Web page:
“I thought you would want to know I just filed several pieces for the WSJ, HotelNewsNow, City & Shore and more – and, as usual, I found most of my sources from ProfNet.” – Robyn A. Friedman, freelance writer
Well now, who doesn’t like being on the receiving end of that kind of email?
A longtime ProfNet user, Robyn is an award-winning freelance writer and copywriter who has been covering the real estate and hospitality industries for over two decades. She has published over 1,000 articles in print and online in publications such as the Wall Street Journal, HotelNewsNow.com, The Robb Report, NewHomeSource.com, Unique Homes, Florida Trend and Bankrate.com. She was the real estate columnist for the South Florida Sun Sentinel for seven years and now writes a column on personal finance for City & Shore magazine. You can connect with her on LinkedIn or Twitter.
I sat down with Robyn to find out more about her ProfNet experience, and to hear her advice to PR pros when replying to queries:
How do you choose which ProfNet experts to work with when you submit a query?
I look for sources with expertise in the specific topic I'm addressing in the story. Many times, I receive responses to my queries from sources who have general knowledge, but it's not specific enough for some of the articles I work on. For example, I spend most of my time covering the real estate industry. So if I'm looking for a commercial broker to comment on the apartment market, someone with expertise in office properties may not be familiar enough with the subject matter to be able to provide expert commentary.
I also try to select sources who are recognized experts in their field but haven't been over-quoted. And, I look for geographic diversity for my national stories to make sure that different parts of the nation are represented in the final product.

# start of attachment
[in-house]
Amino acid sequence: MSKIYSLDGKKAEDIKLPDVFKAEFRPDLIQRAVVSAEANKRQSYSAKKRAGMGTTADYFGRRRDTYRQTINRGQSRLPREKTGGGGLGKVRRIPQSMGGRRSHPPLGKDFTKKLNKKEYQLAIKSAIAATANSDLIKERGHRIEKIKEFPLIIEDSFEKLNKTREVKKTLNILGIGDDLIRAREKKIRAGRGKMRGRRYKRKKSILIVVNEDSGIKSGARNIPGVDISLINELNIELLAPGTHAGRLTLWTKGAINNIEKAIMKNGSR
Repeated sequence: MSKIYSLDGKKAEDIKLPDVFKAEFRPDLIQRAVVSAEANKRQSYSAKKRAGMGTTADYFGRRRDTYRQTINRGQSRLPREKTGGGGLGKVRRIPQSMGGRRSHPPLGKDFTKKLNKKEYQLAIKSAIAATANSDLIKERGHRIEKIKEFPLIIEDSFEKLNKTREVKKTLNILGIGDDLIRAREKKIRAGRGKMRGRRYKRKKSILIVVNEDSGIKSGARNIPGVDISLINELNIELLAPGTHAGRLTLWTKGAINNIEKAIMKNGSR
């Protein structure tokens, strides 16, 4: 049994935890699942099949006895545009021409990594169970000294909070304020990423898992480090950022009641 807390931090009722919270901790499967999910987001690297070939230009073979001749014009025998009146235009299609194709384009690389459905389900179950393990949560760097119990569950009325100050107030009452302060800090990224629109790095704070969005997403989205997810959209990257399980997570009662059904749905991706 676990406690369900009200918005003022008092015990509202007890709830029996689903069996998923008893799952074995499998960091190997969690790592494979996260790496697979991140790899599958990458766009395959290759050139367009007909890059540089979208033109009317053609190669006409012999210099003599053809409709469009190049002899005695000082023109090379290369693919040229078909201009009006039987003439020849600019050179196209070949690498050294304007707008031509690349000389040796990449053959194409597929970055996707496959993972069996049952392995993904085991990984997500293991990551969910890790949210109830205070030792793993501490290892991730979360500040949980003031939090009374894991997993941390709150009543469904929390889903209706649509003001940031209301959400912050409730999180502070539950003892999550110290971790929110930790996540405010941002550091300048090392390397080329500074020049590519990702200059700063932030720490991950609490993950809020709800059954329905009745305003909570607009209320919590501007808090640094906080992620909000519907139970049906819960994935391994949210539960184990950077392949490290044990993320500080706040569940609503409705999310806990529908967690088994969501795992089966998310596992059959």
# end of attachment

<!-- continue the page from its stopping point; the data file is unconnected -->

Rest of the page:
What do you look for in responses?
First, I look for a response that is well thought-out and tailored to my query. A "canned" response or just a one-sentence email from a publicist (and yes, that happens) cannot possibly provide me with enough information to make an educated decision about a source. The response should tell me who you are, who your client is and how that person can contribute to my story.
It's surprising, but many responses just contain the name of the client that the publicist is proffering. That does me no good because I can't determine from just a name whether that person is appropriate for my story. Including a brief bio, and perhaps even some of the points the proposed source can make for the story, is very helpful.
Do you have any tips for PR pros and experts for responding to ProfNet queries?
Definitely. First, please read the query. I often get pitches from publicists who are pitching me for an entirely different story altogether. For example, I recently was looking for sources to comment on a real estate redevelopment trend. I received a pitch from someone who didn't read it carefully and who pitched me a client who could address trends in furniture design.
Second, seek to establish a long-term relationship with the journalist you respond to. In other words, think about the big picture. I have relationships with certain publicists that go back 20 years. If I need a source, I can pick up the phone and these people will do their best to try to help me. Conversely, I will always take their calls and read their emails. Those are very valuable relationships -- for both sides.
Do you have a ProfNet success story, either as a journalist or subscriber? Let us know and not only might you be featured in our next Success Story post, you might also see yourself in Times Square!
And if you’re a journalist who has not yet used ProfNet to find sources, give us a try – it’s easy and free! Just fill out this quick query submission form and we’ll take care of the rest.